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A case for using `void` in modern JavaScript

A case for using void in modern JavaScript

The void operator has historically had a few use cases:

  • Used with <a href="javascript:void(0)"> to implement dynamic buttons, but this is a poor and dated practice
  • Used to access the primitive undefined value in the bad old days prior to ES5 when it was possible to overwrite the identifier undefined
  • Used to save a few characters and shorten undefined to just void 0; this is still used by minifiers

None of these use cases are particularly relevant to modern JavaScript, except for a new case that's been introduced with arrow functions in ES6:

Using void to explicate non-value-returning (void) arrow functions

ES6 arrow function expressions allow omitting the braces from the function body to make code more terse, but it creates an ambiguity about when the return value is or isn't intended to be used, because the function might be intended just for side effects:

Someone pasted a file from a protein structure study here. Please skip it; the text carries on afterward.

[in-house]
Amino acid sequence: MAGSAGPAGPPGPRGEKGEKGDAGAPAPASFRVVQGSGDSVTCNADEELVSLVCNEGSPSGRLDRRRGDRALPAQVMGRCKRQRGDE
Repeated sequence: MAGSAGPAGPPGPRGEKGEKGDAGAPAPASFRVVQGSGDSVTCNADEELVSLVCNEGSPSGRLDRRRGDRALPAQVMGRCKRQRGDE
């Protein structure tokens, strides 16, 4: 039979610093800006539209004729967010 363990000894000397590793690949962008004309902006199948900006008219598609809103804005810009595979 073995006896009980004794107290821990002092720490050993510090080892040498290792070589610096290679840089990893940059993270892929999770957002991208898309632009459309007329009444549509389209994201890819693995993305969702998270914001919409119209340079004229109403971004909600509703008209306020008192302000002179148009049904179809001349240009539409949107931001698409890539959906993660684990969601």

// omitting braces
const id = x => x;

// function called just for side effects
const log = x => console.log(x);

The Console API is widely familiar, so this particular example isn't ambiguous, but it illustrates the principle.

Intentional void arrow functions can be made explicit by adding braces, but this makes them less terse:

const log = x => {

The function could still be formatted in a single line, but automatic formatting tools like Prettier will usually add line breaks, and the intention to not return a value is not as clear as when using the void operator:

const log = x => void console.log(x);

The most noticeable benefit of using void like this is reducing the line count; especially in programming styles like CPS that rely on void callbacks often.

Type systems and void type

Many type systems, including TypeScript's, have the concept of a void type, which makes the use of the void operator for non-value-returning functions complementary and more recognizable.

React useEffect hook

A common practical use case for void is with the useEffect hook in React:

useEffect(() => void (document.title = 'example'));